Design Challenge: Adding Green to a Downtown Area - The Edge from the National Association of Landscape Professionals

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Design Challenge: Adding Green to a Downtown Area

By: Sheryl S. Jackson
Photos Courtesy of James Wilson
Southern Botanical is a 2017 Grand Award winner of the NALP Awards of Excellence 

When the owner of Tasset Eye Park – a private park in downtown Dallas – wanted a facelift and design for the site that would connect it to the new Forty Five Ten building that was under construction adjacent to the park, they called on Southern Botanical. The new building was to house a high-end retail store along with a rooftop restaurant and bar, so the park would serve as a backdrop for the luxury shopping experience that the owner wants to provide. The owner also wanted the park to serve as an upscale event venue that is suitable for private events such as designer showcases and weddings.

The owner tested the value of the park as a wedding site during construction – requiring Southern Botanical to stop construction and set up temporary landscaping to accommodate his daughter’s elegant wedding.

“We received a temporary certificate of occupancy for the wedding day after preparing the site for the event,” explains Anemarie Dunn, project manager for Southern Botanical. “The stairs between the park and the building were not yet poured, so we had to backfill the excavation and place mulch and plants that were still in their containers into the dirt so that the space looked finished,” she explains. Other temporary changes included synthetic turf and gravel to create a safe and attractive space for the event. As soon as the wedding was over, crews had to re-excavate the area for the stairs, remove the temporary plants, turf and gravel, and resume construction.

Although the wedding in the middle of a construction site was a first for Southern Botanical, it was not the only challenge, says Deven Tenney, chief operating officer at the firm. Working in the middle of downtown Dallas in a small space with heavy traffic on the streets surrounding the site and multiple trades on site at the same time required careful planning for crews and delivery of materials and equipment, he says.

“The streets were not available to us to load and unload next to the site except on off hours on Saturday and after 8 p.m. on weekdays,” says Dunn. “We had a large crane to move large trees onto the site that could only be used on Saturday morning when we had permission for a one-time closure of the street.”

One technology that made it possible to plant trees in the courtyard of the park, which is used as a valet area for Forty Five Ten, and know that the trees would survive was Silva Cell. “We’ve used Silva Cell in a few projects before, but this was our most extensive use of the product,” says Dunn. Between the park reconstruction and the landscaping on the new building’s property – which tied the two sites together – eight 8” caliper elms and 19 7” caliper pleached live oaks were installed. Not counting the sidewalks and building footprint, the project totaled 30,000 square feet and cost $758,000.

Silva Cells

Installation of the Silva Cell did not go exactly as planned throughout the site, admits Dunn. “Not all the underground utilities were well documented, so we discovered a giant utility vault in the area of one of our main Silva Cell installation areas,” she explains. “We worked with the manufacturer to find an alternate installation method, and we installed the Silva Cell vertically rather than horizontally.” Although the Silva Cell area is diminished from original plans, it is enough to support the tree’s growth, she adds.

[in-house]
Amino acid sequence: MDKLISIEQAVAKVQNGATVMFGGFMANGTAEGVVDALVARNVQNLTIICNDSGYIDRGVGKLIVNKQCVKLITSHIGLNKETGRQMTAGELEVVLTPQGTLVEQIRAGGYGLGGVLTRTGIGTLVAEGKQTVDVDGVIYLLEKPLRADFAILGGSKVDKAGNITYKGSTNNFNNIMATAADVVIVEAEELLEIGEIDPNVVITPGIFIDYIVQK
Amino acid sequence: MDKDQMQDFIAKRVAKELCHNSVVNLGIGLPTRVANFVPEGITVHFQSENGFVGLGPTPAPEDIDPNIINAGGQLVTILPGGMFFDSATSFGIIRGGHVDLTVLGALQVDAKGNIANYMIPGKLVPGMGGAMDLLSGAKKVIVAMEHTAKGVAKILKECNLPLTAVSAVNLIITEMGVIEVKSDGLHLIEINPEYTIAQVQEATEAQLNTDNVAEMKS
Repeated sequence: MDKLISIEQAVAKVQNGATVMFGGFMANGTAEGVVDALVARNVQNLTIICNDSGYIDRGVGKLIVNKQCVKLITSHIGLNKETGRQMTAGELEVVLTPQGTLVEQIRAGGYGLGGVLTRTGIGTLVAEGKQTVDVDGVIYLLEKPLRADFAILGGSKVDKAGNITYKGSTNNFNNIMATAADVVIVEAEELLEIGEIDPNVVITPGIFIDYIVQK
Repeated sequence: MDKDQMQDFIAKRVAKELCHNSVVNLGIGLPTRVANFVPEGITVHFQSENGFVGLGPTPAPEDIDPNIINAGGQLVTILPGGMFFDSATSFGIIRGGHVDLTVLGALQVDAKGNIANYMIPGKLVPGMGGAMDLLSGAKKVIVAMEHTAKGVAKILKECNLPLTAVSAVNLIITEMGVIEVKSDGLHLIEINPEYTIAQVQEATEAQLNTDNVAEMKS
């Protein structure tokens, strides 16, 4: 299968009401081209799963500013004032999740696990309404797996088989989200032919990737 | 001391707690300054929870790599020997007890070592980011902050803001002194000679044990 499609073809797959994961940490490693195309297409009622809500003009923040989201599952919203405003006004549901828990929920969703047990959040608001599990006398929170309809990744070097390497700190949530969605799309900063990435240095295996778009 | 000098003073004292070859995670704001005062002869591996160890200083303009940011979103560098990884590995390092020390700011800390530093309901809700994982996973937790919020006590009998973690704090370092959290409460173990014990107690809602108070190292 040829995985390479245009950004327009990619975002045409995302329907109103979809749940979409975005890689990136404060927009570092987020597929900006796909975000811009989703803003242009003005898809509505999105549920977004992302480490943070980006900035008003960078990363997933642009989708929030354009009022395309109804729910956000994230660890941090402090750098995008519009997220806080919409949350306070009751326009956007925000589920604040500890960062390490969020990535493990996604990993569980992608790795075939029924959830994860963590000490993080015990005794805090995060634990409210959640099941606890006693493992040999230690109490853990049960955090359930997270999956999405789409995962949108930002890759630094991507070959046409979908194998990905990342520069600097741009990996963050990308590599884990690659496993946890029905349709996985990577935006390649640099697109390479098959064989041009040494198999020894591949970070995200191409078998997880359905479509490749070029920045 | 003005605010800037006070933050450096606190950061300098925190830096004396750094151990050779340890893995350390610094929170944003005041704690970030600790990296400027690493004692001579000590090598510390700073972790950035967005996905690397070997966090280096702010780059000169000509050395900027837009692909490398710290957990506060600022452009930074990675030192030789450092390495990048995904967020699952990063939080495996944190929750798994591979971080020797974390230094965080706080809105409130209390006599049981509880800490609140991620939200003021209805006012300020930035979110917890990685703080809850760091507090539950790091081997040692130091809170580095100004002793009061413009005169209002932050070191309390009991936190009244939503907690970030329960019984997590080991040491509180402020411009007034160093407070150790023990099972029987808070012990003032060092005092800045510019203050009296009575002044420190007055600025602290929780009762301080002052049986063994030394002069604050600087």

“We are seeing a growing trend in the use of Silva Cell, especially as more trees and hardscaping are added to downtown urban areas,” says Dunn. “It enables more flexibility in urban design because you can use trees and large plants that need room for root growth without disturbing pavement around the trees.”

“Because we are responsible for maintaining the site, we also installed remote moisture meters that are placed one to two feet below the pavers around the trees,” says Tenney.  Use of this technology makes it possible to monitor conditions that affect the health of the tree, he adds.

There were a number of unique materials and design features in the project. “The pleached live oaks were new to us,” says Dunn. There was no room for error in their installation, she points out. “The nursery only had one additional tree in addition to the number we needed.”

Flatsawn teak that measured 4” by 6” was used for metal and wood custom benches on the site. “We discovered that our saws could not cut the teak, so we had to find a saw that could,” says Dunn. A subcontractor fabricated the steel components, but the carpentry was handled by Southern Botanical onsite.

“The project definitely tested and shaped our planning skills,” says Tenney. “Working with different trades onsite at the same time, managing delivery restrictions and solving unforeseen problems gave us experience that we can apply to other complex projects.”

Projects of this size and complexity don’t come along every day, but Tenney is glad that his company was able to participate. “It was a neat project, and we like to see more green in downtown areas,” he says. “It was a very rewarding to be involved with this project.”

Forty-Five Ten & Tasset Eye Park was a Grand Award winner in the 2017 Awards of Excellence. Gain national recognition for your company and submit your best projects for the 2018 Awards of Excellence here.

This article was originally published in the May/June edition of The Landscape Professional.